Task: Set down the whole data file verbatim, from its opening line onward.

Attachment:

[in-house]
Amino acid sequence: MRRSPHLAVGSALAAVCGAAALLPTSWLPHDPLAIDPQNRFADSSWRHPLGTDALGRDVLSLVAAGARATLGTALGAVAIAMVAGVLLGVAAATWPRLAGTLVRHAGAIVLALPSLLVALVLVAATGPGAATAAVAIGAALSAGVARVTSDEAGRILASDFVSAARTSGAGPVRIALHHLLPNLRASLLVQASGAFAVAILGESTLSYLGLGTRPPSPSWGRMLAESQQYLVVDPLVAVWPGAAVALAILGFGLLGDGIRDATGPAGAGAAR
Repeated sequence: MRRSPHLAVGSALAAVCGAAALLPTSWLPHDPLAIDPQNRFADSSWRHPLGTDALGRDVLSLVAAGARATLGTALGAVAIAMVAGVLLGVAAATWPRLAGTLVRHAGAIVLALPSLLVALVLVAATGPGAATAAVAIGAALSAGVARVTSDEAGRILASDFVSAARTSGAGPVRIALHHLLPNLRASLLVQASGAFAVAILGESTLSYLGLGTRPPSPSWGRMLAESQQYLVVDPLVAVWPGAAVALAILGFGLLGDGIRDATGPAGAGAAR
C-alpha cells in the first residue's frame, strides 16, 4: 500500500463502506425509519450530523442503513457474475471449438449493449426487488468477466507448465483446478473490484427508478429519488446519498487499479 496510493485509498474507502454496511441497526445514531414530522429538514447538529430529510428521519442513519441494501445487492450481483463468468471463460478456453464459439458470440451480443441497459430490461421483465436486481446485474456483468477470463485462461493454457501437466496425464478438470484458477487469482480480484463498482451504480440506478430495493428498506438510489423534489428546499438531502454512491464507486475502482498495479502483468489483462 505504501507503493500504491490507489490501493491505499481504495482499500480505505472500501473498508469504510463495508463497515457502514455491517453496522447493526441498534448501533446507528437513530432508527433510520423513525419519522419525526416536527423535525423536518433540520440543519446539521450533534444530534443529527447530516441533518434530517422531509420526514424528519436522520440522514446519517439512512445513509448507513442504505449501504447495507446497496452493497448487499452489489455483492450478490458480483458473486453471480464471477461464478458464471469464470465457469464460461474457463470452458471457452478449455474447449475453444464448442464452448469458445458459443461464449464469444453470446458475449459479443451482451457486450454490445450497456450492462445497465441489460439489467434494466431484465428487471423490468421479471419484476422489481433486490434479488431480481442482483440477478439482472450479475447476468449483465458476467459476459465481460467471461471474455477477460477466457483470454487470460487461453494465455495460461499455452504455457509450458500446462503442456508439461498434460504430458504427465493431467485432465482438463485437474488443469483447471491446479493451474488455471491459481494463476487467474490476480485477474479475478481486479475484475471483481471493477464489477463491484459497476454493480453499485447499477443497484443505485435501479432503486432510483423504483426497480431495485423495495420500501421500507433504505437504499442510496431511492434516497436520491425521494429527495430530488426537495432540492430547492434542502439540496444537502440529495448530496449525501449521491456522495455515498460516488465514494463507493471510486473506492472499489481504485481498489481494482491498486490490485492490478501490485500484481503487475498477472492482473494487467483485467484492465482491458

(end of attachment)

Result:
[in-house]
Amino acid sequence: MRRSPHLAVGSALAAVCGAAALLPTSWLPHDPLAIDPQNRFADSSWRHPLGTDALGRDVLSLVAAGARATLGTALGAVAIAMVAGVLLGVAAATWPRLAGTLVRHAGAIVLALPSLLVALVLVAATGPGAATAAVAIGAALSAGVARVTSDEAGRILASDFVSAARTSGAGPVRIALHHLLPNLRASLLVQASGAFAVAILGESTLSYLGLGTRPPSPSWGRMLAESQQYLVVDPLVAVWPGAAVALAILGFGLLGDGIRDATGPAGAGAAR
Repeated sequence: MRRSPHLAVGSALAAVCGAAALLPTSWLPHDPLAIDPQNRFADSSWRHPLGTDALGRDVLSLVAAGARATLGTALGAVAIAMVAGVLLGVAAATWPRLAGTLVRHAGAIVLALPSLLVALVLVAATGPGAATAAVAIGAALSAGVARVTSDEAGRILASDFVSAARTSGAGPVRIALHHLLPNLRASLLVQASGAFAVAILGESTLSYLGLGTRPPSPSWGRMLAESQQYLVVDPLVAVWPGAAVALAILGFGLLGDGIRDATGPAGAGAAR
C-alpha cells in the first residue's frame, strides 16, 4: 500500500463502506425509519450530523442503513457474475471449438449493449426487488468477466507448465483446478473490484427508478429519488446519498487499479 496510493485509498474507502454496511441497526445514531414530522429538514447538529430529510428521519442513519441494501445487492450481483463468468471463460478456453464459439458470440451480443441497459430490461421483465436486481446485474456483468477470463485462461493454457501437466496425464478438470484458477487469482480480484463498482451504480440506478430495493428498506438510489423534489428546499438531502454512491464507486475502482498495479502483468489483462 505504501507503493500504491490507489490501493491505499481504495482499500480505505472500501473498508469504510463495508463497515457502514455491517453496522447493526441498534448501533446507528437513530432508527433510520423513525419519522419525526416536527423535525423536518433540520440543519446539521450533534444530534443529527447530516441533518434530517422531509420526514424528519436522520440522514446519517439512512445513509448507513442504505449501504447495507446497496452493497448487499452489489455483492450478490458480483458473486453471480464471477461464478458464471469464470465457469464460461474457463470452458471457452478449455474447449475453444464448442464452448469458445458459443461464449464469444453470446458475449459479443451482451457486450454490445450497456450492462445497465441489460439489467434494466431484465428487471423490468421479471419484476422489481433486490434479488431480481442482483440477478439482472450479475447476468449483465458476467459476459465481460467471461471474455477477460477466457483470454487470460487461453494465455495460461499455452504455457509450458500446462503442456508439461498434460504430458504427465493431467485432465482438463485437474488443469483447471491446479493451474488455471491459481494463476487467474490476480485477474479475478481486479475484475471483481471493477464489477463491484459497476454493480453499485447499477443497484443505485435501479432503486432510483423504483426497480431495485423495495420500501421500507433504505437504499442510496431511492434516497436520491425521494429527495430530488426537495432540492430547492434542502439540496444537502440529495448530496449525501449521491456522495455515498460516488465514494463507493471510486473506492472499489481504485481498489481494482491498486490490485492490478501490485500484481503487475498477472492482473494487467483485467484492465482491458